What I Learned From A Stupid Sore Throat
I just had a rough two weeks of health challenges, the perfect confluence of issues rendering me motionless and then speechless on my couch. Being a yogi and a generally active person, slowing down to a stop was not only unpleasant, but nearly impossible.
As a full-time yoga teacher, I’m accustomed to devoting my physical, mental and spiritual energy into what I do six days a week. I love every second of it. Even when I’m on vacation I miss teaching, so being truly unable to teach threw me for many loops that ultimately taught me some valuable lessons.
I lost my voice for a full week. Seven days of a painful whisper. It sucked. I succumbed to frustration in a deeper way than I anticipated and I found this bad combination of resistance and irritation: I desperately wanted to feel well, NOW, and I was annoyed that I wasn’t handling it gracefully. I was a petulant child about it, quite frankly, mostly in my head (and almost entirely on my couch).
So, I felt strongly, during the midst of my utter disregard, the lessons I instill in my students rearing their ugly heads over and over again. I felt the importance of practicing what I preach and remembering that I am always a student of life, learning big and small lessons every week. And these lessons felt profound.
Some helpful tools to keep in mind when experiencing negativity of any kind:
Let yourself be loved and cared for.
Why would I accept these very unpleasant and unproductive circumstances? Difficult question, easy answer: There's no other choice. I can't will my way out of any condition my body is currently undergoing. I’ve written it before, and I’ll keep repeating it until the day I die: What we resist persists. We must surrender in order to transcend.
Let yourself be loved and cared for. Even the soft embrace of my dogs kept my heart beating strongly. Accepting love during your tough days is pivotal. Let it all in.
Breathe all the time.
I'm a huge mascot for breath; ask any of my students what my priorities and passions are as a teacher, and they’ll certainly mention the breath. I find it pivotal in restoring equanimity, especially after a bad day, but I found it incredibly challenging to remember this tool when I felt like utter death for those few days.
Once I accepted my current condition, my breath reminded me over and over, this too shall pass. And it did, thanks in part to the conscious rise and fall of each inhale and exhale.
Feel grateful, especially on the shitty days.
I speak of this often in class. Maintaining an attitude of gratitude every moment, whether painful or pleasurable, keeps us from pitying ourselves. Believe me, when I feel really down, really somber, or really sick, I can easily fall into that pitiful little trap. But that's an unhelpful, vicious cycle that only keeps us in that negative state longer.
When we keep gratitude as a priority, we not only recognize the inherent unpredictability and inevitable change laced through each of our days, but we also understand that we all experience this and we all get through it.
Stop being so sarcastic.
I love to talk, laugh, sing and emote! I’ve come to appreciate this rather than rolling my eyes at it but through studying yoga, the chakras, and what it means to live a balanced life, I feel more and more how important it is to not only speak our truth but to truly hear the truth from others as well.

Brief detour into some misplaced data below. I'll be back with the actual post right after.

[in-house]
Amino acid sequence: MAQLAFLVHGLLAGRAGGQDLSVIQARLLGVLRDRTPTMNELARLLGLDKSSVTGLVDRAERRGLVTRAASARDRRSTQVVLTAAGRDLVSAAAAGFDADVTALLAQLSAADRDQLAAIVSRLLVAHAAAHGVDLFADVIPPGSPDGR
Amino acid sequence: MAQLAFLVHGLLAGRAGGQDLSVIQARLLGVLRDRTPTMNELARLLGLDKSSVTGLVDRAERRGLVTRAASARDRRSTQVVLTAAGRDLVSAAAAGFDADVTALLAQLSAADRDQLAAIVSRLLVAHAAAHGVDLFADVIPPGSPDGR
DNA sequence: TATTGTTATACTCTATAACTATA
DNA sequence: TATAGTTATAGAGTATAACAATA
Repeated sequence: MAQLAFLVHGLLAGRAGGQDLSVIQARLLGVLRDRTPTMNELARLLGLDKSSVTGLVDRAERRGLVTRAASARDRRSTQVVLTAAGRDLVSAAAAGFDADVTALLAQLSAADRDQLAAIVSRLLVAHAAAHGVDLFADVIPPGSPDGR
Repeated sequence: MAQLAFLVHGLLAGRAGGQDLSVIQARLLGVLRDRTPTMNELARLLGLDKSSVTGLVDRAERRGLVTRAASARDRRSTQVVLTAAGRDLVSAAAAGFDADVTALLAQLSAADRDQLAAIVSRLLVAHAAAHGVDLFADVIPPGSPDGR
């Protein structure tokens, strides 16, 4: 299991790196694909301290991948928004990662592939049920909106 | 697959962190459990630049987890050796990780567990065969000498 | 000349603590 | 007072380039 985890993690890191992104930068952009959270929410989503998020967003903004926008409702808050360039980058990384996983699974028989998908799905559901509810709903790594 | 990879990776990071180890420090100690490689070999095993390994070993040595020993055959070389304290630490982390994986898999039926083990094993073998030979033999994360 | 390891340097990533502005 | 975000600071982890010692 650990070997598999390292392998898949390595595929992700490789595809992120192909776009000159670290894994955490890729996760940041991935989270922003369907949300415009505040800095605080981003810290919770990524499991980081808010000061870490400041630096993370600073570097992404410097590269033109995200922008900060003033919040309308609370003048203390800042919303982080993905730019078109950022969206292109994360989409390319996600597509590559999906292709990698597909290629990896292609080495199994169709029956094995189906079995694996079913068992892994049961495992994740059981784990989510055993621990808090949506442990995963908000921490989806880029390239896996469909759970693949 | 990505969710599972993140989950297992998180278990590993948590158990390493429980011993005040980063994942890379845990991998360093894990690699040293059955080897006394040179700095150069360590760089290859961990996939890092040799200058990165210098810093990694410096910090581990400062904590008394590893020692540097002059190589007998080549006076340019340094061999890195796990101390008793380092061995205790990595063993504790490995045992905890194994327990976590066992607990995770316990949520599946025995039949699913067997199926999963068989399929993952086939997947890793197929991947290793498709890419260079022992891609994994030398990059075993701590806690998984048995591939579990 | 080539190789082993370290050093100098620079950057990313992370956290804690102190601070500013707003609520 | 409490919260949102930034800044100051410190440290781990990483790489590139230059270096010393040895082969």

I love to have a sarcastic retort, a quick quote from a funny movie or show, and while choosing to be silent, there were many opportunities missed to add my two cents. Big whoop. I started to ask myself how much of what I say is necessary and how much is just my ego’s need to project, to fill a moment, to exert my personality into the room. I really loved listening without any pressure or need to respond.
My friends and students found it very odd to be around me this way and it felt somewhat encouraging that they missed my voice. But after that long week, I find myself being more acutely aware of how well I’m listening and of the quality in the words I choose to speak.
Time is a gift best not wasted.
I think if I were to combine all the previous lessons into one big picture, it would be to keep some perspective. Of course I knew throughout those tough couple weeks that many of my fellow human beings have it worse, whether it's because of their physical condition, the circumstances surrounding their lives, their support system — you name it. When I felt sadness and guilt over missing class, that’s when I slapped myself and tried to regain perspective.
It’s important to remember that we’re all feeling the pangs of struggle and strife on a daily basis. We all want to be happy, want to feel good, want to love. Sure, some of us have it a little easier with circumstances that help cushion the falls and make the climb to success more accessible, but in the end, money or no money, perfect health or bedridden, we all experience pain and hardship. No one knows what it’s like to walk in your shoes, just like you haven’t a clue what it’s like in theirs. Understanding this can make life’s challenges come and go more smoothly, feeling closer to our fellow human beings rather than further apart.
We can't possibly predict what will take us away from living, either for a fragment of time or for good. So we’d better take advantage of every healthy moment we have. Sing, dance, laugh, love, and whatever else makes you feel the swell of enthusiasm each day. Time is a gift best not wasted. Get to lovin’ and livin’.
I wish you all health and happiness, and a little dose of the above for those tough days in between.
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